Inter-cultural relationships are involve people from different backgrounds and cultures. The backgrounds can be different in consideration with race, religious belief, and ethnic differences and so on. Same culture relationships are more common than inter-cultural relationships because there are less differences among the people in the relationships. Communication is an integral part of any relationship, inter-cultural or same culture, and it has the power to make or break a relationship. Communication features involves oral communication or in other words the language or languages spoken by the people in the relationship. People in successful relationships have been known to have clear, excellent channels of oral communication (Hinde 1987). Another factor that is part of communication is gestures and body language. A lot of information is usually lost through misinterpretation of non-verbal cues and sometimes complete and total ignorance of a partners non-verbal cues.
A relationship between people who have embraced a similar culture is often different from an intercultural relationship. Belonging to the same culture implies that two parties will more or less have the same ideals, ideologies and beliefs. In some sort of way, peaceful coexistence without interference in another persons livelihood is almost guaranteed. Take for instance, people with strong religious affiliations will easily be able to have a romantic relationship. Such people could be conservative in nature avoiding alcohol and practising virtues such as celibacy due to a strong conviction in their culture. Such practices will work out for them since they think within the same line of thought. On the other hand, two people with lesser religious affiliations could also work out very well. Two people with an eye for fun activities could bond during parties. It is of importance to note that same culture relationships are bound to last for a long while because there are few or no sacrifices to be made by either parties. We can describe such a relationship as a perfect fit in some way. As for this reason, most romantic relationships built on the basis of religion are bound to last long, even to marriage. The only downside however, is the risk of boredom over the course of time. It reaches a point that such a relationship is defined by monotonous behaviour. As time passes, the relationship fades and communication reduces because the topics of conversation are already covered and there are rarely new ventures. The two parties are also free to do most actions according to their own will without criticism from the other. A relationship in which both parties are free to express themselves freely in terms of actions is deemed great and is bound to last for long since body language is a stronger form of communication.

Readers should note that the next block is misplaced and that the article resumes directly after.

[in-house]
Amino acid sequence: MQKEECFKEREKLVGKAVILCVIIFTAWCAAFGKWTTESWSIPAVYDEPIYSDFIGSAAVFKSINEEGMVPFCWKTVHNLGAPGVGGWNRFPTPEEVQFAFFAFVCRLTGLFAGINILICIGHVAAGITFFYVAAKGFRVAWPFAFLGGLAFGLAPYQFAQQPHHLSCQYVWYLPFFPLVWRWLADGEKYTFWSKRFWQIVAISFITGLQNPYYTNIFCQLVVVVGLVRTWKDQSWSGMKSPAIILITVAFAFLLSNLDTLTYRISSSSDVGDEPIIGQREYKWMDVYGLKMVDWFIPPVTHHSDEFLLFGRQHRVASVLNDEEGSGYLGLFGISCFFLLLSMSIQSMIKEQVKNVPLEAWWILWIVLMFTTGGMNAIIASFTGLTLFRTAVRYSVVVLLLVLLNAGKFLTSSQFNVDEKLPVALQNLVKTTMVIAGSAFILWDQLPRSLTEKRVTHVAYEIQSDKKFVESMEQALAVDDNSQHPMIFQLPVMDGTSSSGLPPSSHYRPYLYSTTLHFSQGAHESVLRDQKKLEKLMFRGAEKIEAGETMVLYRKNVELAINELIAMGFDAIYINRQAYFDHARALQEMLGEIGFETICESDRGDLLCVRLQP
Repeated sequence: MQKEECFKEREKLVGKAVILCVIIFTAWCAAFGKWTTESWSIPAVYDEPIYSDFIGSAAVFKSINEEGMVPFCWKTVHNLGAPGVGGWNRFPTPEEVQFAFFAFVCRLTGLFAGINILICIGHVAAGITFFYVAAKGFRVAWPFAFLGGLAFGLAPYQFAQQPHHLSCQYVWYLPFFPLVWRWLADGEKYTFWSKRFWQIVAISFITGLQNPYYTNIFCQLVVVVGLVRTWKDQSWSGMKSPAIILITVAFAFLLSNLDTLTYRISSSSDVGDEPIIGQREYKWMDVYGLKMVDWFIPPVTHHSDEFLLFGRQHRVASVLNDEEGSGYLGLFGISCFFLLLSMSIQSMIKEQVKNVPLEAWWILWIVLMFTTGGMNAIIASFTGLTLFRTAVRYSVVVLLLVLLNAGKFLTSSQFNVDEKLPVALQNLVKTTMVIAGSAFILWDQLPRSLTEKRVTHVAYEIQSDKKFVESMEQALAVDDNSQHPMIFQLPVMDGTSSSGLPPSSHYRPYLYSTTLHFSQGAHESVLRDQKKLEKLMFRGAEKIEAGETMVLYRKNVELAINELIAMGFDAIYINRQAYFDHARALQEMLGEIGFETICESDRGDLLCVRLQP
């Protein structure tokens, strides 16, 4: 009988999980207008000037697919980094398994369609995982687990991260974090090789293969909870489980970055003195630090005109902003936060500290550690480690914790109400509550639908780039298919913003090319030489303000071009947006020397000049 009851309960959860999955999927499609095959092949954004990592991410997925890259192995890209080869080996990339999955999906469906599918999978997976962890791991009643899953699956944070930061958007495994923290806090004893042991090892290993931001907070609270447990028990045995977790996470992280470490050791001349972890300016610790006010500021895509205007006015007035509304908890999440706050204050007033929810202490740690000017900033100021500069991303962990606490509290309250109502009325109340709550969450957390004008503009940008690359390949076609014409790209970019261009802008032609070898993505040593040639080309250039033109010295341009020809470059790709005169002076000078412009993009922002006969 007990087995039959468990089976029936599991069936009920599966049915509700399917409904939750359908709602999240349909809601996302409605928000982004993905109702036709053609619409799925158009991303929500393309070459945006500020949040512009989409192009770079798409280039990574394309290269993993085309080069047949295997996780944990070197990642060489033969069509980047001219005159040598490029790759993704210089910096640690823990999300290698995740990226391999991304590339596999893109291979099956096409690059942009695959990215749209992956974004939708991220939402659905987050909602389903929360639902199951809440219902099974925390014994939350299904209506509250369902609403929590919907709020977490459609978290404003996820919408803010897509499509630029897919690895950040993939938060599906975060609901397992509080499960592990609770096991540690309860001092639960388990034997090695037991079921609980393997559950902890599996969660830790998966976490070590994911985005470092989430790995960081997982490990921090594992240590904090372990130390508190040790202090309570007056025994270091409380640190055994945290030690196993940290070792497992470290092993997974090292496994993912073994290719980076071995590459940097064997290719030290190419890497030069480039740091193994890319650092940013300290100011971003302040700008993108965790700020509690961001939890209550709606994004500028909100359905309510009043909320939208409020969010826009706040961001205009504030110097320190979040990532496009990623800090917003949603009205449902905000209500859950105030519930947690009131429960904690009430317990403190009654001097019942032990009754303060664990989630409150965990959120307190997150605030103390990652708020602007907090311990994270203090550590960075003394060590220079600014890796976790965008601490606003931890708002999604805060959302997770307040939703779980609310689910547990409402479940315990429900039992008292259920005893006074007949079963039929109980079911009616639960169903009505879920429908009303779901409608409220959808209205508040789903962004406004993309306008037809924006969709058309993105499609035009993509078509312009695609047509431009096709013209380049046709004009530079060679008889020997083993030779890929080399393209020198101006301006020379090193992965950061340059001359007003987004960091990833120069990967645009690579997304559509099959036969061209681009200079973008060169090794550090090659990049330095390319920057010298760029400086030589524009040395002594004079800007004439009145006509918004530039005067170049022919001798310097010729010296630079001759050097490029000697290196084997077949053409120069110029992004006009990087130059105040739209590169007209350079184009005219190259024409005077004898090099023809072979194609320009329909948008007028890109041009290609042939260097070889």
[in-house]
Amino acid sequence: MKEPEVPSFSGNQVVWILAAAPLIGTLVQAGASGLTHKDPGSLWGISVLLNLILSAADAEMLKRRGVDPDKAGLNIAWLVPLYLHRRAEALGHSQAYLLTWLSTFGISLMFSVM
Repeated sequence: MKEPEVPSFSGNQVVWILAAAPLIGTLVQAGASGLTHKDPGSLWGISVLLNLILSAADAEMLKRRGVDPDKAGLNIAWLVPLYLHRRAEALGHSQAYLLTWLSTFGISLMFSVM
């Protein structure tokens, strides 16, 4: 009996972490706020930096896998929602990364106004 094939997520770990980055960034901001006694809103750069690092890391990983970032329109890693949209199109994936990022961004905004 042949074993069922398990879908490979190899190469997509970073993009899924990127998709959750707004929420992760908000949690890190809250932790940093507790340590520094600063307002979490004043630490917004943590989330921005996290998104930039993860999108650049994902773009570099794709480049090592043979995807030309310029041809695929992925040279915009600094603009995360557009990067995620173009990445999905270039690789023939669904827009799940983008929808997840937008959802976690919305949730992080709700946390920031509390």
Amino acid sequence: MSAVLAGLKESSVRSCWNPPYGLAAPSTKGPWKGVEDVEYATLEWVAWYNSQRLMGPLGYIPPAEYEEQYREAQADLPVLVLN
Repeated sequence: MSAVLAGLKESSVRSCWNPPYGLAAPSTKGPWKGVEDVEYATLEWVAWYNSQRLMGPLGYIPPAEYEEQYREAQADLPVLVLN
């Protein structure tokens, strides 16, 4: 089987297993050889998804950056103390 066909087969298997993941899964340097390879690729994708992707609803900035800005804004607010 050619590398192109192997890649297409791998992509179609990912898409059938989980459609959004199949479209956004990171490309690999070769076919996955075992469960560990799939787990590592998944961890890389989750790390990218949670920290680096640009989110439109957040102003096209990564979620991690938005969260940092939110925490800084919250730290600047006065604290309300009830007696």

For an intercultural relationship, there exist varied differences between the two parties. For instance, a relationship based on difference in religious backgrounds will require sacrifice from one or both parties. Many guys find it difficult dating someone with strong religious beliefs and convictions. More often than not, the person with lesser inclination to religion has to make sacrifices in order to coexist with his/her partner. For a young couple, this is hard but it is proven that as we grow older we tend to be more tolerant. Whereas for one person, abstinence and celibacy is a perfect definition of exercising self-control, the other person feels as though he is undermined. He/she finds his feelings suppressed and is afraid to make an attempt to change this scenario in fear of losing the relationship. For cases when someone freely expresses their desire to freedom and clearly elaborates the difference, there could be two results: The first one involves the other party accepting to cut down slightly on his/her culture to accommodate the other. In this way, one will be forced to abandon certain aspects in order to grow a stronger bond in the relationship. This is all accrued to communication means. The second possibility is that of termination of the relationship. This occurs when both parties are unwilling to accept the culture of the other, thus being the root cause of many problems and in the end, the relationship will be impossible to work out. The communication is sort of not at the best state because both parties do not really have a common ground and are in fear of each other. This is not only limited to verbal communication but also body language. One is forced to behave in a certain manner so as not to spite the other party. From this communication patterns, it is evident that such a relationship is mainly built on lies and will last a shorter while than that of same culture.